The poem in its entirety is peppered with instances of the personification of autumn. The title itself, in fact, identifies the poem as an ode, a specific kind of poem that Keats was famous for. An ode is written to praise and glorify its subject, and in doing so, the poem often describes the subject in an emotional and human manner. Odes are frequently written about components of nature, as “To Autumn” is. The following segment of the ode brings the personification to a different level, describing autumn as a person in more physical human details: “Who hath not seen thee oft amid thy store? / Sometimes whoever seeks abroad may find / Thee sitting careless on a granary floor / Thy hair soft-lifted by the winnowing wind / Or on a half-reap’d furrow sound asleep / Drowsed with the fume of poppies, while thy hook / Spares the next swath and all its twined flowers.” In these lines, Keats is using personification to present an image to the reader of autumn as a laborer, physically contributing to the changing seasons. In this example, autumn even possesses the human attribute of hair, “soft-lifted by the winnowing wind.” The personification of autumn allows Keats to explore the beauty of the season in a new way, and in turn, the reader thinks about autumn as far more than just a segment of the year.
Keats’ other odes are full of personification as well, and they include “Ode on a Grecian Urn” and “Ode on Melancholy.” In both poems, Keats personifies the subject in order to more fully describe it to the reader. “Ode on a Grecian Urn” begins, “Thou still unravish’d bride of quietness / Thou foster-child of silence and slow time / Sylvan historian, who canst thus express / A flowery tale more sweetly than our rhyme.” From the very first lines, Keats describes the urn, a non-human object, as several different human beings: a bride, a foster child, and a historian. In these few words, Keats is attributing a variety of human qualities to a simple Greek vase. This use of personification is a way of expressing to the reader that, though the urn is simply a painted piece of pottery, the illustrations on it tell a far more complex and human tale than a non-human object can convey.
“Ode on Melancholy” personifies the emotion by describing it as a human woman: “Veil’d Melancholy has her sovran shrine / Though seen of none save him whose strenuous tongue / Can burst Joy’s grape against his palate fine / His soul shalt taste the sadness of her might / And be among her cloudy trophies hung.” Not only is melancholy a human-like being with a capitalized name, but she possesses ‘cloudy trophies’ as well. By personifying melancholy in this way, Keats emphasizes the way in which melancholy can ensnare or trap a person. He provides a certain image for the reader, of melancholy doing upkeep on a trophy room, counting the people she has made sad, or cloudy.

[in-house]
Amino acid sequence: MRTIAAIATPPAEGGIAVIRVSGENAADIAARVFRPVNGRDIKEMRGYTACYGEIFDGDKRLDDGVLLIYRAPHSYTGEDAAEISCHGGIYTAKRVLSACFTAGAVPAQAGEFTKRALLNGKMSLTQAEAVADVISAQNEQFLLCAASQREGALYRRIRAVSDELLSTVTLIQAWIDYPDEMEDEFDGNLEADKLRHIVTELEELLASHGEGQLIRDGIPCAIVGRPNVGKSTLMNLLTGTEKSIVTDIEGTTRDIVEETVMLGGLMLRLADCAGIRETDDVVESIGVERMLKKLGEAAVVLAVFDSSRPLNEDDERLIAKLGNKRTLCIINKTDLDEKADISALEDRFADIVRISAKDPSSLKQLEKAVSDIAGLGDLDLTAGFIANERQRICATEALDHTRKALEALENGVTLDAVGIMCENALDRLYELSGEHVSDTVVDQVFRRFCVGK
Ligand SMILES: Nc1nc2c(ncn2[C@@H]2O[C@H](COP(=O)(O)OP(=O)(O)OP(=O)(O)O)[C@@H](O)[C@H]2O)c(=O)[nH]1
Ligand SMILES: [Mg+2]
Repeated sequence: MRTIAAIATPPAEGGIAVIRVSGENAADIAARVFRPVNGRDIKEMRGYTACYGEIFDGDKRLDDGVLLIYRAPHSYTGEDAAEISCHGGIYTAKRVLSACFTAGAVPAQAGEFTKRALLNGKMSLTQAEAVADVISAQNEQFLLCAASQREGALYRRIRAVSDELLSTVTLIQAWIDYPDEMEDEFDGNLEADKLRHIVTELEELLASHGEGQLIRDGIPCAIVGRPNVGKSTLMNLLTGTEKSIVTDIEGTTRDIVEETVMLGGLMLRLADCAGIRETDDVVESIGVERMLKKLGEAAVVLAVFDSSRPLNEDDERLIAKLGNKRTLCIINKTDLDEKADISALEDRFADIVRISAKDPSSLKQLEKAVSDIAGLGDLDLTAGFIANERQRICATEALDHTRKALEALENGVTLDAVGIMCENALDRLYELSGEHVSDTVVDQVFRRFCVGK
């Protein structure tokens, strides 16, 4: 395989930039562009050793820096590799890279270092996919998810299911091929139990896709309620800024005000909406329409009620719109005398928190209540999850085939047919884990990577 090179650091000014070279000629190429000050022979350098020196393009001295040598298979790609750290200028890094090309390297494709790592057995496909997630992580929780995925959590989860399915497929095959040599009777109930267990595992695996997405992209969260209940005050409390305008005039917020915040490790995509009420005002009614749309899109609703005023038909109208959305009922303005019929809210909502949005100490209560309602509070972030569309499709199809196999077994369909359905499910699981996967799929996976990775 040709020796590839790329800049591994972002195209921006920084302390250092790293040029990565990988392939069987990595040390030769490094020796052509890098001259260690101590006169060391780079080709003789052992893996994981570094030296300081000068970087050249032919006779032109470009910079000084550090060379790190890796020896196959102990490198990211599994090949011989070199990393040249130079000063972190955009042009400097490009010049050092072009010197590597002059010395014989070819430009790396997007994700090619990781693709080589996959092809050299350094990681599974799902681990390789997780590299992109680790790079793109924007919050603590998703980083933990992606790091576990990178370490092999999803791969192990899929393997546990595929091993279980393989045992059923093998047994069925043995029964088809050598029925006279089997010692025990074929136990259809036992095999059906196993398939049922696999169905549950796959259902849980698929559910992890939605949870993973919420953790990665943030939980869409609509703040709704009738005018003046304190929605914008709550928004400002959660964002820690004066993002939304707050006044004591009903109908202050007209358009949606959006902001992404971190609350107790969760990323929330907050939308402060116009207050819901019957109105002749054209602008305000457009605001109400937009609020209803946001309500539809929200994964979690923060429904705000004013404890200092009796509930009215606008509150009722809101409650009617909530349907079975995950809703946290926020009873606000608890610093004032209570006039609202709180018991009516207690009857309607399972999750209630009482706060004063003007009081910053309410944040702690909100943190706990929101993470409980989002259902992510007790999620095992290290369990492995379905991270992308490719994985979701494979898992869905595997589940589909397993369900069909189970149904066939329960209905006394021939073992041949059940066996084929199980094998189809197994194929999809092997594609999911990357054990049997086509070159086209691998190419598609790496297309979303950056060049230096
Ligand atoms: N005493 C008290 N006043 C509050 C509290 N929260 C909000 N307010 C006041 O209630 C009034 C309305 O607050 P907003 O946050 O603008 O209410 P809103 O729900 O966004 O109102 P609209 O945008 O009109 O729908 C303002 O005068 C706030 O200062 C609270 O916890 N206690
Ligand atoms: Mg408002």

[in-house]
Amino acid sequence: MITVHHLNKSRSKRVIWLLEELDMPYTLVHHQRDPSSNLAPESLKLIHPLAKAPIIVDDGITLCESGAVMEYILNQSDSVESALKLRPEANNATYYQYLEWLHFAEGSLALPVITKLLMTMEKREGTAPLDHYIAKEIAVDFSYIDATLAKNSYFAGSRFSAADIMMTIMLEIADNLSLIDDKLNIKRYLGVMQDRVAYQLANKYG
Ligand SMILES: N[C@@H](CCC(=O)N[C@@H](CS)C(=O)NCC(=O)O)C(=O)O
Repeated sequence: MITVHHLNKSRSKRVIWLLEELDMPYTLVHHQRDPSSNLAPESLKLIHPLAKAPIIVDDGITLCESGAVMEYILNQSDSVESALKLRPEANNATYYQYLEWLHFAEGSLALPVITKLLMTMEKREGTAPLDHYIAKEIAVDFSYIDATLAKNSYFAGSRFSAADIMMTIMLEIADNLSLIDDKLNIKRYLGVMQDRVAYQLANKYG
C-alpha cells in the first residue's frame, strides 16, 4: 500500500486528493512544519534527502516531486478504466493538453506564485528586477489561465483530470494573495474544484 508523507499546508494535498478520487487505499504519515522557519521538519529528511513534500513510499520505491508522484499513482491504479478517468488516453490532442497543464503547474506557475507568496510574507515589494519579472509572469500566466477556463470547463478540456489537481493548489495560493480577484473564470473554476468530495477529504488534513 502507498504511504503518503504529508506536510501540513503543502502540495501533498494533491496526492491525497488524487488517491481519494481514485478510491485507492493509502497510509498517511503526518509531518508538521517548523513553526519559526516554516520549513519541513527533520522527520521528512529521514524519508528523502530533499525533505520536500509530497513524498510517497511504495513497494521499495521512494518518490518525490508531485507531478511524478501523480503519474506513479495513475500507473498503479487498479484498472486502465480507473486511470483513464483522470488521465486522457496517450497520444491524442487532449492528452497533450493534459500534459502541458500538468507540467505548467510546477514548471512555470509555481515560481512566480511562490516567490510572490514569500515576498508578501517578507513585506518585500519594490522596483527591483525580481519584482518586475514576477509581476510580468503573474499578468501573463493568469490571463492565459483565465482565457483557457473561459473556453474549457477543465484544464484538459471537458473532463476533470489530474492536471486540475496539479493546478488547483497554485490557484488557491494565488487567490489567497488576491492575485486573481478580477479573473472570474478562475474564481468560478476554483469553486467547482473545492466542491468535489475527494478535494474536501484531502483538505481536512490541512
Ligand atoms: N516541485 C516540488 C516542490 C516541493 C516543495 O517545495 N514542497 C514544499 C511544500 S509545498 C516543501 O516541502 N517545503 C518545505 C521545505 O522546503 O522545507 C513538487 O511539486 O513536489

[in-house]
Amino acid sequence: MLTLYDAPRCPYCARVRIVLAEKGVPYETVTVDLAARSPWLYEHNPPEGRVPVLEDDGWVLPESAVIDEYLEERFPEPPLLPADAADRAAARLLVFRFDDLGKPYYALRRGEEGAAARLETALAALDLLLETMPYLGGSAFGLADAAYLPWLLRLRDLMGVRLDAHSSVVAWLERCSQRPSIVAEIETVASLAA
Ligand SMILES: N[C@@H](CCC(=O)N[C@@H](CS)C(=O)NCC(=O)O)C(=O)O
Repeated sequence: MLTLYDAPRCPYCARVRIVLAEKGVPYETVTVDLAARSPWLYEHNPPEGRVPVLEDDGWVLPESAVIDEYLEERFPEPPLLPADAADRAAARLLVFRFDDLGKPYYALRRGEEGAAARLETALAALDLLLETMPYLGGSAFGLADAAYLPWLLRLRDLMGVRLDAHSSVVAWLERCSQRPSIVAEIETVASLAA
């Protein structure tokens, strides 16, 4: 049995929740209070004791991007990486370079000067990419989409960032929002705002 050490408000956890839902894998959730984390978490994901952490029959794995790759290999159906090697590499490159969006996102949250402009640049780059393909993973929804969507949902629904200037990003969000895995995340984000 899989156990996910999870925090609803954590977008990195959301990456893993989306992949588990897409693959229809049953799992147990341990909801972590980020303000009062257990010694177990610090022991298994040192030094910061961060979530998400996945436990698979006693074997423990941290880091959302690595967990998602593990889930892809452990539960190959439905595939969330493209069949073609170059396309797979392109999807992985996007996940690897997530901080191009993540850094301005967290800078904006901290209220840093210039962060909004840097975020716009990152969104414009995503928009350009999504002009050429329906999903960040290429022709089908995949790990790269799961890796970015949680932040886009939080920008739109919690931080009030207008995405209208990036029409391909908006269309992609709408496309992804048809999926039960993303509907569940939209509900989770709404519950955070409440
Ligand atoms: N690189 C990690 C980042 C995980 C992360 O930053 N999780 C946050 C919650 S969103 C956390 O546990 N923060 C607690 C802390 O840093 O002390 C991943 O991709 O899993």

Though odes are essentially structured around the concept of personification, it is a common literary device used in all kinds of poetry. Shakespeare’s sonnets, for example, are full of instances of personification, even if the sonnets themselves are not written to praise or glorify the personified object. Sonnet 18, which begins, “Shall I compare thee to a summer’s day?” is one of Shakespeare’s most famous poems. Though the sonnet is addressed to a person, Shakespeare uses personification in specific places. The sonnet includes a personification of wind in the line, “Rough winds do shake the darling buds of May,” as Shakespeare attributes to the wind the physical ability to shake. He personifies death as well, in the line “Nor shall Death brag thou wander’st in his shade.” Shakespeare not only allows death to talk in this line, but he specifically describes death’s ability to brag. These personifications force the reader to read the sonnet’s lines concerning nature in a different way.
Learning More About Poetry
Personification is an important aspect of poetry, particularly when a writer wants to establish for the reader a specific aspect or characteristic of a non-human object, animal, feeling, or idea. However, personification is just one of many literary devices that poets and other writers use to express their ideas. Learning more about these literary devices, including personification in poetry, will increase the strength with which you can analyze poetry, prose, and all types of fiction.